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The Conceptual Foundations program takes a philosophical look at medicine

  • Arts and Humanities
  • Teaching & Learning

Caroline Webb (A&S ’23) planned to attend medical school until her senior year. Then she joined Pitt’s Conceptual Foundations of Medicine certificate program, and it changed her focus entirely. Learning about ethical questions surrounding clinical trials led her to shift her focus and pursue a career in clinical research instead.

“The program profoundly reshaped my perspective on medicine and health,” she said.

The ever-increasing rate of change of all things health-related doesn’t give most people the time to consider their own beliefs about health and how they were developed, or to engage with different perspectives and the people who hold them.

When people do get that opportunity, it can change their lives.

The core courses in the Conceptual Foundations of Medicine certificate program offer students that chance — and there’s no lack of interest, with the program’s enrollment growing from 300 to 900 in the past four years. Certificate students learn about medical ethics, the nature of explanation and evidence in the biomedical sciences and modern-day social problems.

The kind of examination Webb took part in is exactly what the program is intended to do, according to Jonathan Fuller, assistant professor of history and philosophy of science in the Kenneth P. Dietrich School of Arts and Sciences. “It’s about teaching people to challenge the way things are and think about the ways that they could be better.”

Webb accepted the challenge and ran with it. “The depth of understanding I had acquired from the program — especially regarding the interplay between mental health, socioeconomic structures and public awareness — has been instrumental in guiding my efforts,” she said. After graduating, she used that new understanding to start a small business focused on mental health advocacy.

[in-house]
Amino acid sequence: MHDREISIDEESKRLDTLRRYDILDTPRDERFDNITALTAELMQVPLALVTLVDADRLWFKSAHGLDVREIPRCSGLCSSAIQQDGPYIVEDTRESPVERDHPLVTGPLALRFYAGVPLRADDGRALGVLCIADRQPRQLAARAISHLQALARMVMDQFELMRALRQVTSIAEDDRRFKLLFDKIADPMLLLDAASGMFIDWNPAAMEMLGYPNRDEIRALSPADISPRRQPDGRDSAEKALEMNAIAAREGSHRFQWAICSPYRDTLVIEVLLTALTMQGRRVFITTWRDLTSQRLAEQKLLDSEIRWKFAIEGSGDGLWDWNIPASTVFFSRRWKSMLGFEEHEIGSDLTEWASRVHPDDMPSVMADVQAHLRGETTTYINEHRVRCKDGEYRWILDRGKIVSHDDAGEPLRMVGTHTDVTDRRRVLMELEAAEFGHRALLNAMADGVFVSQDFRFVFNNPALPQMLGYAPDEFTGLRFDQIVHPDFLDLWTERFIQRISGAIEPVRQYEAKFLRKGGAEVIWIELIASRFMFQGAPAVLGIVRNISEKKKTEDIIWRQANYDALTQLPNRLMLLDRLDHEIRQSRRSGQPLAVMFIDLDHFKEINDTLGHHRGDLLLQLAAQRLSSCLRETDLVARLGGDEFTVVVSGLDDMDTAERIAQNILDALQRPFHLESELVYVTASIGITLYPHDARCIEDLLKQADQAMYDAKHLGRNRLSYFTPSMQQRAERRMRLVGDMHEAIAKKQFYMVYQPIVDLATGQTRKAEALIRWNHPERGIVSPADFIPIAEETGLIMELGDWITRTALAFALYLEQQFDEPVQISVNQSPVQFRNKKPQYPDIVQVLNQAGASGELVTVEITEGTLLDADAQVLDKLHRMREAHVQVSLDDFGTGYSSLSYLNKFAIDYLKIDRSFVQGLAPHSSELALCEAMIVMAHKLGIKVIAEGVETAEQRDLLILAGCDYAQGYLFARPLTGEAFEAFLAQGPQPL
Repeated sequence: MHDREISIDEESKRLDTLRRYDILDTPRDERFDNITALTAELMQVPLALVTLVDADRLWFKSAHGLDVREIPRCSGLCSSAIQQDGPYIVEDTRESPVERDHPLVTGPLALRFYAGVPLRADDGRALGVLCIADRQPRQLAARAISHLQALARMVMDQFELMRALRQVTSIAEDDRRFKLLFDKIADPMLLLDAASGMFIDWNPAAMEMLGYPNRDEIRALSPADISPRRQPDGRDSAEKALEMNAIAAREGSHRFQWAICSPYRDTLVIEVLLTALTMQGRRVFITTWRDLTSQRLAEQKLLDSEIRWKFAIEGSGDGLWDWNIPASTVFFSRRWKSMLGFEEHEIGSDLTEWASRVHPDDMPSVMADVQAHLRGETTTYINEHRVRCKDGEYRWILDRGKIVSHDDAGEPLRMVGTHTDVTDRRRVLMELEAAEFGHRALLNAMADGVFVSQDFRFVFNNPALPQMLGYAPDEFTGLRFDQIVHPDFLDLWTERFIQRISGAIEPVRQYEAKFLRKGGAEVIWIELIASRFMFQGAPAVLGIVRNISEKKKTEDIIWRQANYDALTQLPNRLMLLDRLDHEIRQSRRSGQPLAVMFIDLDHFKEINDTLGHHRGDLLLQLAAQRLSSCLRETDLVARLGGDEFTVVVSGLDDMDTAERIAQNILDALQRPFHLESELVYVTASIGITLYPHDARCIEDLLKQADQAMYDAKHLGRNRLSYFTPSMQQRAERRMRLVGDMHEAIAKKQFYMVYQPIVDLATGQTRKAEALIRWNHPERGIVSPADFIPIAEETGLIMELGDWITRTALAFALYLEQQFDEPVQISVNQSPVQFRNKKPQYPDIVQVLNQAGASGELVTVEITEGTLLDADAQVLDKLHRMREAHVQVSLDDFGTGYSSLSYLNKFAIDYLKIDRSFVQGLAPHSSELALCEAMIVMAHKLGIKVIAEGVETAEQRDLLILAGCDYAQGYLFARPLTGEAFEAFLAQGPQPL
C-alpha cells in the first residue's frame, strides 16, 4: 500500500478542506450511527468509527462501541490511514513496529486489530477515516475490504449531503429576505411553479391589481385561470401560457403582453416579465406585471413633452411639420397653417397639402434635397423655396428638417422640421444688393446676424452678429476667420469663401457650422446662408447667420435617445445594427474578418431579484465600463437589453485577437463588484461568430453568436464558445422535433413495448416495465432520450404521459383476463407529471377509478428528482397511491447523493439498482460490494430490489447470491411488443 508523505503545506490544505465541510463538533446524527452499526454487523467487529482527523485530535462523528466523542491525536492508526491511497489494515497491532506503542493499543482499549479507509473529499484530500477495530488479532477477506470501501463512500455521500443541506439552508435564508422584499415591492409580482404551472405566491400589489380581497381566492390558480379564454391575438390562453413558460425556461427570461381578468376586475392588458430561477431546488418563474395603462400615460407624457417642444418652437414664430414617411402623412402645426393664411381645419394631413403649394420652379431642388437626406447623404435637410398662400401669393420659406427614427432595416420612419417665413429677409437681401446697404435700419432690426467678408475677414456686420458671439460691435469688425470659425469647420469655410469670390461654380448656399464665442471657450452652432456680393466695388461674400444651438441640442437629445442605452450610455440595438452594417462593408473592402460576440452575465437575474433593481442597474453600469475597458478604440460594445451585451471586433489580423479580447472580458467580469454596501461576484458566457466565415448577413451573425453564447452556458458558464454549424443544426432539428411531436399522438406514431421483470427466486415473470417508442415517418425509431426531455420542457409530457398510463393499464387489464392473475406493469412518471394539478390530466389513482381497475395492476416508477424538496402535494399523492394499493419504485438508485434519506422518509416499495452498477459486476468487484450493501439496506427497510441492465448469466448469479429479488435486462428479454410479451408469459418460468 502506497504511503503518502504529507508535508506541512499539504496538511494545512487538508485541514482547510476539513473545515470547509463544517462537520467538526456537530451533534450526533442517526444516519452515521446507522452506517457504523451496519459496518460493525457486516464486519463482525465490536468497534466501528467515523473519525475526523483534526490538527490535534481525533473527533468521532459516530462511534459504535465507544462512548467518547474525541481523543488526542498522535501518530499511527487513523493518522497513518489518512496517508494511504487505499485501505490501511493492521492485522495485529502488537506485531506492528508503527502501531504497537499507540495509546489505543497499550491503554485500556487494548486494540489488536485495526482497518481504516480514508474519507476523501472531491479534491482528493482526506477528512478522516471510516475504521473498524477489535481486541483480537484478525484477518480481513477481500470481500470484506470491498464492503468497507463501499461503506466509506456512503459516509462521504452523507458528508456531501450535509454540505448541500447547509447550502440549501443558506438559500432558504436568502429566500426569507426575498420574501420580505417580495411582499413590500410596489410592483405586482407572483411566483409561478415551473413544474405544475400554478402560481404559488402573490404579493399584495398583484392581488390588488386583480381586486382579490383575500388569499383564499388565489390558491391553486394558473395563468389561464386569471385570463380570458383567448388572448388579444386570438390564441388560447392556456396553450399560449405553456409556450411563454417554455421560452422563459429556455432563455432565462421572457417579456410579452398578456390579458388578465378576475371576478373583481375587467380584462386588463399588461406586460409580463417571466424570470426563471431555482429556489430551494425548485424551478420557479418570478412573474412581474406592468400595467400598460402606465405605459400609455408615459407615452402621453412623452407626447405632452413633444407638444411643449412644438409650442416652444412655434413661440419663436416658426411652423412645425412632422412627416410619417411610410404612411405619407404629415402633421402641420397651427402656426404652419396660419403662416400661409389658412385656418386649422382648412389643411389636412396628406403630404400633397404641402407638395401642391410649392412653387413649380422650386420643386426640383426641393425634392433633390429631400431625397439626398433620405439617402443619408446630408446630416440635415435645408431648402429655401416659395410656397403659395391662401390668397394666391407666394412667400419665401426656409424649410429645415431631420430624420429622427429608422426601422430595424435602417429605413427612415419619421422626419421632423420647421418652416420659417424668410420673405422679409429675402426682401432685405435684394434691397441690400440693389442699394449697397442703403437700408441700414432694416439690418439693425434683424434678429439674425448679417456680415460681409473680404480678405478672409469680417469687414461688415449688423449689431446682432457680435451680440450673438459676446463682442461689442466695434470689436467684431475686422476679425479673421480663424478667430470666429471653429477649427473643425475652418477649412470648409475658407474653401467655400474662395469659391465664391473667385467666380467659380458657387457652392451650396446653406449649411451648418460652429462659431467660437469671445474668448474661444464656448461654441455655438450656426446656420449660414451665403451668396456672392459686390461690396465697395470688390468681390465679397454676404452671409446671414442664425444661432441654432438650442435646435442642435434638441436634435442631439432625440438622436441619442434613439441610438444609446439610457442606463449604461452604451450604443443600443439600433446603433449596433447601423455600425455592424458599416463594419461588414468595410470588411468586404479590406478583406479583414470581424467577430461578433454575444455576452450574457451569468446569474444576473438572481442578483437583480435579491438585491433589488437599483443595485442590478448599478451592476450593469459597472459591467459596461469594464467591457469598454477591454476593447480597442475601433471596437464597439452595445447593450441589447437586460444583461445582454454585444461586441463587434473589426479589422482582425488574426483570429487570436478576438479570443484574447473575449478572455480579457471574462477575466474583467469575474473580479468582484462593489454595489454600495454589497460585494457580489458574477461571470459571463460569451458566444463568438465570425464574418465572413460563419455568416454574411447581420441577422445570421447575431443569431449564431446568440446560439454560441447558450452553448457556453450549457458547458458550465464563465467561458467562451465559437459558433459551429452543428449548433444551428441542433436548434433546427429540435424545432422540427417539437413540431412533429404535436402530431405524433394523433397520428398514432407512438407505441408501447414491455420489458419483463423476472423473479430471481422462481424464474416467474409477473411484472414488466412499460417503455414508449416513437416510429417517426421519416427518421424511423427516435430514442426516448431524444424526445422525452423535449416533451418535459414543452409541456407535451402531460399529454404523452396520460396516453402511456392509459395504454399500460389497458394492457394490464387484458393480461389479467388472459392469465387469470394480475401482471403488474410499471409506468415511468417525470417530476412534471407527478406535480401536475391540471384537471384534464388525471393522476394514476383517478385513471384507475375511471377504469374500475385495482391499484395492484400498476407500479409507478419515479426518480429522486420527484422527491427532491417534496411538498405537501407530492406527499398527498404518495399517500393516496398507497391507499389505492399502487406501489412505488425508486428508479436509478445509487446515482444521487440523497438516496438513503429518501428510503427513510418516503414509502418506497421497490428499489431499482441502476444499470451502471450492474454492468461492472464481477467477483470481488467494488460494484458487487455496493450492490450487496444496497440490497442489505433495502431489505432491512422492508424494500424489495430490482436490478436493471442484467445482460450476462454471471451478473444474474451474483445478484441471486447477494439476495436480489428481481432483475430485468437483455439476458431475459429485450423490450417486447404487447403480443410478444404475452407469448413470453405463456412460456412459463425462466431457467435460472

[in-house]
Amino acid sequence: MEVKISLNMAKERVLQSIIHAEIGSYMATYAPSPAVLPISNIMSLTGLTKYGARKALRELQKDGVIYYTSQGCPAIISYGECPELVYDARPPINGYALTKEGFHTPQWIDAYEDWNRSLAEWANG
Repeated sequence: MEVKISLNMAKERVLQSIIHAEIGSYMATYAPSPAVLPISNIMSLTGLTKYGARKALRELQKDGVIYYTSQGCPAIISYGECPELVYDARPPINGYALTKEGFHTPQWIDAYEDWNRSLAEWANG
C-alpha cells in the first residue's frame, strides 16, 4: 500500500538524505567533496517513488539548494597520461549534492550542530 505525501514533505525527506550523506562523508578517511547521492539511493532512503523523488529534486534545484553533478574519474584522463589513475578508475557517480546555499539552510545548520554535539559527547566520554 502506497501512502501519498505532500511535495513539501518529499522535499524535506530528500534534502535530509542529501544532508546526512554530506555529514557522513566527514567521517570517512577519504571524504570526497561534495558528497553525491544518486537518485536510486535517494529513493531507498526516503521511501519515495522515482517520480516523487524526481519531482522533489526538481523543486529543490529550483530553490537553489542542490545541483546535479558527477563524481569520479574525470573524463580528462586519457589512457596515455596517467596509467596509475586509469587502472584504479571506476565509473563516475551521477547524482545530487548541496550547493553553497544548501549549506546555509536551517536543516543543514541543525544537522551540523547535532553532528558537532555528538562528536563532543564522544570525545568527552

The certificate program consists of two core classes, Mind and Medicine and Morality and Medicine. Both classes are open to all undergraduates, not just those pursuing a career in health, but to earn the certificate they also must take two elective courses and one biology class.

“Some of us become healthcare providers, but all of us are consumers, benefactors of the health system,” said Fuller, who has a medical degree. “It’s all of those people we’re trying to reach, too.”

Webb said she was able to explore a spectrum of ethical opinions thanks to the use of anonymous polling in the program, which made it easier for students to have candid discussions. She delved into what she describes as a diverse field filled with complex dilemmas and found conversations about end-of-life care especially transformative.

“What I had once perceived to be direct and rather uncomplicated was revealed to be a thick web of ethical considerations and logical arguments,” she said.

It’s fitting she pointed to end-of-life discussions to illustrate the program’s benefits — similar questions were at the fore in the late 1960s when Kenneth Schaffner, a professor emeritus of history and philosophy of science who founded the program, first proposed courses focusing on bioethics and the nascent philosophy of medicine.

“People were beginning to think, in a sense, outside the box about ethical issues in medicine,” said Schaffner, who is also the co-founder, with Alan Meisel, of the Center for Medical Ethics, now the Center for Bioethics and Health Law.

In fact, many of the topics Webb highlighted could have been on the syllabus in the program’s early days. Of clinical studies, Schaffner said, “There were emerging research questions about outrageous kinds of studies, like those done at Tuskegee.”  

Soon, Roe v. Wade brought questions of personhood into the public discourse, and Schaffner even considered the use of artificial intelligence in medicine. “Those were the days when we used telephone modems,” he said. Over time, he was able to watch as computing began to play a bigger role in healthcare, and watch as new ethical questions arose.

Half a century later, with the addition of the pandemic and social justice issues, there are plenty of questions to ask, problems to solve and opportunities to improve health, healthcare and health access. Given the opportunity to think deeply about these issues using the framework of philosophy, Fuller said, people can hopefully break free from their standard frame of reference to solve some of these problems.

“It’s ambitious,” he said, “but that’s what we hope to achieve by impacting the way our students think.”


— Brandie Jefferson, photography courtesy of Jonathan Fuller